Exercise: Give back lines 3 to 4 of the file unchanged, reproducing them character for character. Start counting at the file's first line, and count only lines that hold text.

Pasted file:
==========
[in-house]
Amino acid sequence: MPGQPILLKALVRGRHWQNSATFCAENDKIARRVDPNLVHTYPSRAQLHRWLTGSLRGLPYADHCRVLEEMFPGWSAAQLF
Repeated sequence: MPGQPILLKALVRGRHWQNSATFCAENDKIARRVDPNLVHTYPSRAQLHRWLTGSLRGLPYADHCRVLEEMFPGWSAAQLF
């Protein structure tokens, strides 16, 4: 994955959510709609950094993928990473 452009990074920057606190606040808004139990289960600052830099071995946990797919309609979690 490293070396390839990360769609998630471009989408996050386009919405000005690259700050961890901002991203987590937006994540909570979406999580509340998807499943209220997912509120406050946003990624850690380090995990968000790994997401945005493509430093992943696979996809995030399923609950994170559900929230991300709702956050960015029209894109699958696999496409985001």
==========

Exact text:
Repeated sequence: MPGQPILLKALVRGRHWQNSATFCAENDKIARRVDPNLVHTYPSRAQLHRWLTGSLRGLPYADHCRVLEEMFPGWSAAQLF
């Protein structure tokens, strides 16, 4: 994955959510709609950094993928990473 452009990074920057606190606040808004139990289960600052830099071995946990797919309609979690 490293070396390839990360769609998630471009989408996050386009919405000005690259700050961890901002991203987590937006994540909570979406999580509340998807499943209220997912509120406050946003990624850690380090995990968000790994997401945005493509430093992943696979996809995030399923609950994170559900929230991300709702956050960015029209894109699958696999496409985001």